New Research on Oyster Reefs by TNC and Partners
There is enormous potential for restoring lost oyster reefs, bringing significant environmental benefits.
Benefits of Oyster Reefs
Hong Kong was once home to thriving shellfish reefs, but due to a combination of factors including over-exploitation, coastal reclamation and pollution, shellfish populations have declined drastically in the past 150 years. In fact, shellfish reefs are the most endangered marine habitat on Earth. Restoring oyster reefs along urbanized coastlines can mitigate some of the environmental problems typical of coastal development, such as damage from storm surge and loss of biodiversity.
A primary benefit that healthy oyster reefs contribute to coastal environments is their role as natural water purifiers. New research produced jointly by The Swire Institute of Marine Science (SWIMS), Faculty of Science, The University of Hong Kong (HKU), and The Nature Conservancy (TNC), published recently in the scientific journal Restoration Ecology, found that just seven square meters of Hong Kong oyster reef can filter up to one Olympic swimming pool of water each day. In addition, a single Hong Kong oyster (Magallana hongkongensis, previously known as Crassostrea hongkongensis) can filter up to 30 liters of water per hour at summer temperatures, among the highest filtration rates recorded of any oyster species.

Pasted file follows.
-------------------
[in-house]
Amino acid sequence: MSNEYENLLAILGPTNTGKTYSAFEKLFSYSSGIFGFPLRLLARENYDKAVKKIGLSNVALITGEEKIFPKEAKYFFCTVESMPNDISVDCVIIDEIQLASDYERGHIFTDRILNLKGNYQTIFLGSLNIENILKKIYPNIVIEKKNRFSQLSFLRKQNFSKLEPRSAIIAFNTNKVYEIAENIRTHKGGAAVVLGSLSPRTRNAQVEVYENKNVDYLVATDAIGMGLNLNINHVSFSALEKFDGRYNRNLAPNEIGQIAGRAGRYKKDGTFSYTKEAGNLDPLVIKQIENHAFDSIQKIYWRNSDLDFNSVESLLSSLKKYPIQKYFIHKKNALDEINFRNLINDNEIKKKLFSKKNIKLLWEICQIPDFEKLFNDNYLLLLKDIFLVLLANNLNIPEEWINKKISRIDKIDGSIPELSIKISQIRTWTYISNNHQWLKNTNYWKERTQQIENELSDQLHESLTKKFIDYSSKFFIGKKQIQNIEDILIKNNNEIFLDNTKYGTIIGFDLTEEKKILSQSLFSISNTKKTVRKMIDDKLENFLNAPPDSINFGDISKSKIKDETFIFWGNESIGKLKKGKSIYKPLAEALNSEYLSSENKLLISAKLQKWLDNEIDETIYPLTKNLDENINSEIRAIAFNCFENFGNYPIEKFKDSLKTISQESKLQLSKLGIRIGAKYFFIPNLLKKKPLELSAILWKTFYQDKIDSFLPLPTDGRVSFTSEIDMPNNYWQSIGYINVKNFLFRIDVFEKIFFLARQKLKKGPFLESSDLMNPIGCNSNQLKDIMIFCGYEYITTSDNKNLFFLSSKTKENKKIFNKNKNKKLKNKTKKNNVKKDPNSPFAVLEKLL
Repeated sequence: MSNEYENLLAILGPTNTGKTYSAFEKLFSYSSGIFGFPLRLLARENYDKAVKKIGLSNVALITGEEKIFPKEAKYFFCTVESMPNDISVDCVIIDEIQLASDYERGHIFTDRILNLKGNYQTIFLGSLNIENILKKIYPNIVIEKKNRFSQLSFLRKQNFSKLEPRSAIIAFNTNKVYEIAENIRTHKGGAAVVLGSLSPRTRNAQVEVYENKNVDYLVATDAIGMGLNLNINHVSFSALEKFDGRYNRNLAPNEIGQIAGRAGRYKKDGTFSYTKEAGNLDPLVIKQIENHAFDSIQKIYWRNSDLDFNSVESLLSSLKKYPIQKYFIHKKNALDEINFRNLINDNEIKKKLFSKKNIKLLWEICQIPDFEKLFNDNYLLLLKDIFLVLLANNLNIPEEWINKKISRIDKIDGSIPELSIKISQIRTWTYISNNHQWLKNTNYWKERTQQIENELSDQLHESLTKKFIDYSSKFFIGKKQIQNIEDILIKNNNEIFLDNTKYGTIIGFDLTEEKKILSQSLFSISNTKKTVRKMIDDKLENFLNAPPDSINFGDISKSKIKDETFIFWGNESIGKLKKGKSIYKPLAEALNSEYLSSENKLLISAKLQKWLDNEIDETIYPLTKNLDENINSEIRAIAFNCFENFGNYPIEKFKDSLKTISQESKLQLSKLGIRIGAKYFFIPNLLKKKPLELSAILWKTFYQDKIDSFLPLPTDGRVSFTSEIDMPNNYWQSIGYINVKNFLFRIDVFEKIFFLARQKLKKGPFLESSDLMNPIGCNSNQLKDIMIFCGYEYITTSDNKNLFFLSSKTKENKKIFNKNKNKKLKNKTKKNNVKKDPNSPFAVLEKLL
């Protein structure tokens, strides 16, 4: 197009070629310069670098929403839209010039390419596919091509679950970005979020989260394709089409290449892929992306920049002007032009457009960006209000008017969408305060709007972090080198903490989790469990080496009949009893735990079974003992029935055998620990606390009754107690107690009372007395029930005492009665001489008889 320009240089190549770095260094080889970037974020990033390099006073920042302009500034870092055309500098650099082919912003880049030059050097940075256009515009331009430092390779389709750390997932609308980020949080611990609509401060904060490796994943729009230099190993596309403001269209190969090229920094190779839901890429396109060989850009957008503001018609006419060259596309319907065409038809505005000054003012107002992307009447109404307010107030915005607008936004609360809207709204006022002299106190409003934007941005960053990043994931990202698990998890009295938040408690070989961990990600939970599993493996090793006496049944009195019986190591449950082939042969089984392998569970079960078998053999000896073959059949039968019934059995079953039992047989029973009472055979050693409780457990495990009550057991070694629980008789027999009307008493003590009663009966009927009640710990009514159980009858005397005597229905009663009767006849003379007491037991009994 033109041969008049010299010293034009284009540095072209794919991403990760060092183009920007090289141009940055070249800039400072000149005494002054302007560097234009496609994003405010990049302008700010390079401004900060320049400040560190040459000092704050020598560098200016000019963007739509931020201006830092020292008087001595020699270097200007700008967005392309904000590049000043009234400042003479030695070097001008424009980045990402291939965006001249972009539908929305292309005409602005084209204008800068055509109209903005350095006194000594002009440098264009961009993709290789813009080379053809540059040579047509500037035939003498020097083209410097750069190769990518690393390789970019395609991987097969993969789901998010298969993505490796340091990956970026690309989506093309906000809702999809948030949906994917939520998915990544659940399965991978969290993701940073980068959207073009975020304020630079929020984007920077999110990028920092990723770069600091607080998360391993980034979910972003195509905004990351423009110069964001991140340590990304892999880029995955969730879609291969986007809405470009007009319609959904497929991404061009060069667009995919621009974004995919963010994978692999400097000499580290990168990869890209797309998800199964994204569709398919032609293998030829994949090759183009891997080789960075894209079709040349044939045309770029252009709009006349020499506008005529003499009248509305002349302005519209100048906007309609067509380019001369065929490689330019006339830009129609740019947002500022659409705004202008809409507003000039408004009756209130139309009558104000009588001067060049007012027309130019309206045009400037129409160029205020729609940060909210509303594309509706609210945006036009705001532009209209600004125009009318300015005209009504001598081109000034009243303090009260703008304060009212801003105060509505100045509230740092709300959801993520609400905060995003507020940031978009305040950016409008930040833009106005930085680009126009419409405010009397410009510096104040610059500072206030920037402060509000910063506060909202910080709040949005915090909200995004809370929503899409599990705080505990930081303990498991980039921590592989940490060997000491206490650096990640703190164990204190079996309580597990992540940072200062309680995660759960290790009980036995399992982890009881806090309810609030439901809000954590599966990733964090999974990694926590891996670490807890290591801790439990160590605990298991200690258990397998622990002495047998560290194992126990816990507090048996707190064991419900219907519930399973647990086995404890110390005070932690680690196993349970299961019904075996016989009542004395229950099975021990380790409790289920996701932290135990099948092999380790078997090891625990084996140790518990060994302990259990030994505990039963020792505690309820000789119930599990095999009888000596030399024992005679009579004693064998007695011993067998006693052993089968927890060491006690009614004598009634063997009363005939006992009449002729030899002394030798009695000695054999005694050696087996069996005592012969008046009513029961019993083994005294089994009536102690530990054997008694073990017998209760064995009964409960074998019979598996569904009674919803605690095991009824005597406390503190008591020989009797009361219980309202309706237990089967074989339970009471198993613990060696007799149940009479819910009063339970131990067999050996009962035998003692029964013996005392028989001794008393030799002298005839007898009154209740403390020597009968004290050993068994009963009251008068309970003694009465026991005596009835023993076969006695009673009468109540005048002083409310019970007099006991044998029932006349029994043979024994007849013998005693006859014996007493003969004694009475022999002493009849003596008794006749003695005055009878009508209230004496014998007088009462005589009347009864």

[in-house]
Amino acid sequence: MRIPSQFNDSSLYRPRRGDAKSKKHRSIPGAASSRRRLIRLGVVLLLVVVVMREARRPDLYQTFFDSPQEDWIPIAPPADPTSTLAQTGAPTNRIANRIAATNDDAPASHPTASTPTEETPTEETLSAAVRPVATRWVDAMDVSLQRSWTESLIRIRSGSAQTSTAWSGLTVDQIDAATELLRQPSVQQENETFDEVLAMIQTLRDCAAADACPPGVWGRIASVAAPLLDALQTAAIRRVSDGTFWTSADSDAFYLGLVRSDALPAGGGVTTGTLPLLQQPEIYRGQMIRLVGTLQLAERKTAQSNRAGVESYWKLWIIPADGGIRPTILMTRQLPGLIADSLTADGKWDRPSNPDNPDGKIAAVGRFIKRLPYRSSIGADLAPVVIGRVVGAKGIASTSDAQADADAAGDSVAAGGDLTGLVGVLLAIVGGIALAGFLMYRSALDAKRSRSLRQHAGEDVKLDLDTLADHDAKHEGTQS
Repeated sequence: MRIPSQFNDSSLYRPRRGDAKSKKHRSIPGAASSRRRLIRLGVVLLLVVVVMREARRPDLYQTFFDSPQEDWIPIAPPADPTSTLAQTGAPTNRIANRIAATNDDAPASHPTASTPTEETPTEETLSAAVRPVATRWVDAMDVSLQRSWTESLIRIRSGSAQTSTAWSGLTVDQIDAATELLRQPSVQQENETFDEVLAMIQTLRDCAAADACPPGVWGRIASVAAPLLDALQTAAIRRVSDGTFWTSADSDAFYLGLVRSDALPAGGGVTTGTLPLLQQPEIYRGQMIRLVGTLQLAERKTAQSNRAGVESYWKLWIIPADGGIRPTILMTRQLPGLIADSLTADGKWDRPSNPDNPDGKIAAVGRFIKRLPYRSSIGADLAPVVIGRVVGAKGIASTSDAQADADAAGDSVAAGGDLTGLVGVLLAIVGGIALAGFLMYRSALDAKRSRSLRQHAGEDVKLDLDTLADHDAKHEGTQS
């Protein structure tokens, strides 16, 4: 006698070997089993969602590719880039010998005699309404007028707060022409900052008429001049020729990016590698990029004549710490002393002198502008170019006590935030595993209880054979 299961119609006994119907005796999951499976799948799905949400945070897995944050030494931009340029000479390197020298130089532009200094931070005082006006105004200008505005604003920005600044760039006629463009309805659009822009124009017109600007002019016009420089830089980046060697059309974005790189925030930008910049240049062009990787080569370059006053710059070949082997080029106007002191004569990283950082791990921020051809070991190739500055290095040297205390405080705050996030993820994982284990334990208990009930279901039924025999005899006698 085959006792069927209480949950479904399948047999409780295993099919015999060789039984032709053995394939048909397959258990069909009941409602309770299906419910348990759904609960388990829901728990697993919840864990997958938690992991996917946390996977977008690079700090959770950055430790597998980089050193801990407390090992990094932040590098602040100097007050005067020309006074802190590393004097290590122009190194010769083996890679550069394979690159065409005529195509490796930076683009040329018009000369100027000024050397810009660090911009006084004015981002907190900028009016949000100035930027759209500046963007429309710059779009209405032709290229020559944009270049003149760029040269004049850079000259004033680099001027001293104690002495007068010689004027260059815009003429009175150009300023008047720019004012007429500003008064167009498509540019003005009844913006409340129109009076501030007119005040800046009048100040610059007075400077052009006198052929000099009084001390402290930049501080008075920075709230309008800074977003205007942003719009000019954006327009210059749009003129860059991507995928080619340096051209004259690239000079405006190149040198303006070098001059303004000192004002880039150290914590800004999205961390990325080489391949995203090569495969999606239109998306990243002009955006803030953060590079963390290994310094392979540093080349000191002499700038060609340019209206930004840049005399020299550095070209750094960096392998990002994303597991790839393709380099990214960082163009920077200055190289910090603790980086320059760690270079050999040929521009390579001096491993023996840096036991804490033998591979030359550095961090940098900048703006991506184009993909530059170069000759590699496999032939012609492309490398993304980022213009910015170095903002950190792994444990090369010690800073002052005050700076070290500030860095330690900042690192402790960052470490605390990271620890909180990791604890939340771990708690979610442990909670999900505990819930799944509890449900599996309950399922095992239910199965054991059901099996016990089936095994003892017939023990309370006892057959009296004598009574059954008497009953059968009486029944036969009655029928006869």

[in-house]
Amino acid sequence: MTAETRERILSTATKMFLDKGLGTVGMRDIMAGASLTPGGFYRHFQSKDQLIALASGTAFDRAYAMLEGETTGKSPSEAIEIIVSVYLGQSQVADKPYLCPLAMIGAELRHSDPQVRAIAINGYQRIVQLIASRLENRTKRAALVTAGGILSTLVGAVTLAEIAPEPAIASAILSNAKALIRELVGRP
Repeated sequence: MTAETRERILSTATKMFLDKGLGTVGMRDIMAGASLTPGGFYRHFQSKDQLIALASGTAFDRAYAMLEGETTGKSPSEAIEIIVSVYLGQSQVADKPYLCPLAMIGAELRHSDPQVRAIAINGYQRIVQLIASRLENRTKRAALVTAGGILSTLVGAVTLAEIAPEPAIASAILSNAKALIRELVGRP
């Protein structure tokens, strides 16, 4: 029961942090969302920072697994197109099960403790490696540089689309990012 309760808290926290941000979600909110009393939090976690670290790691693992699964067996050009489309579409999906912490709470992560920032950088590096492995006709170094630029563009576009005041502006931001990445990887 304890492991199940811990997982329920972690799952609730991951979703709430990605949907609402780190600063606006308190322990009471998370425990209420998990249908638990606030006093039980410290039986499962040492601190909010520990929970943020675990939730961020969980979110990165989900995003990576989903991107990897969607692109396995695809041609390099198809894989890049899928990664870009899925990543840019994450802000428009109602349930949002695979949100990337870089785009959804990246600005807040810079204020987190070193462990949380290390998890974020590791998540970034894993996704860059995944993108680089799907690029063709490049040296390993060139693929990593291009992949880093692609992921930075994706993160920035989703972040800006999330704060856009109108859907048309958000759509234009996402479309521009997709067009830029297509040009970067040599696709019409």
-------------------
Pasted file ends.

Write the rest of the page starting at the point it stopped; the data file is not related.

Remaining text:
Even more importantly, oyster reefs provide habitat and nursery grounds for many native species that are otherwise lost from our shores. Another recent SWIMS study conducted in partnership with TNC found that these reefs house six times more species than bare muddy shores. The research found over 80 species on intertidal muddy shores in Deep Bay, 95 percent of which were found in oyster reefs, and almost 60 percent of which were exclusively found in those reefs.
Bright Future for Hong Kong’s Reefs
Demonstration of successful restoration in one of Asia’s coastal mega-cities can act as a model, providing evidence for the environmental and societal benefits of ecological restoration within the region.
In some parts of the world, oyster reef restoration has only been successful by transplanting juvenile oysters cultivated in hatcheries into the wild. However, this new research shows that natural recruitment of oysters in Hong Kong is high, meaning that restoration could potentially be achieved without the need for hatchery-reared oysters.
“We were excited to find high natural recruitment levels which suggests that oyster reef restoration is possible without hatchery intervention,” said Dr. Bayden D. Russell, an Associate Director of SWIMS and Associate Professor in the Research Division of Ecology and Biodiversity, HKU. “We think that this recruitment is because traditional oyster farming in the Pearl River Delta has maintained populations of native oysters in the system in spite of the loss of oyster reefs and these farms could potentially act as a source of larvae.”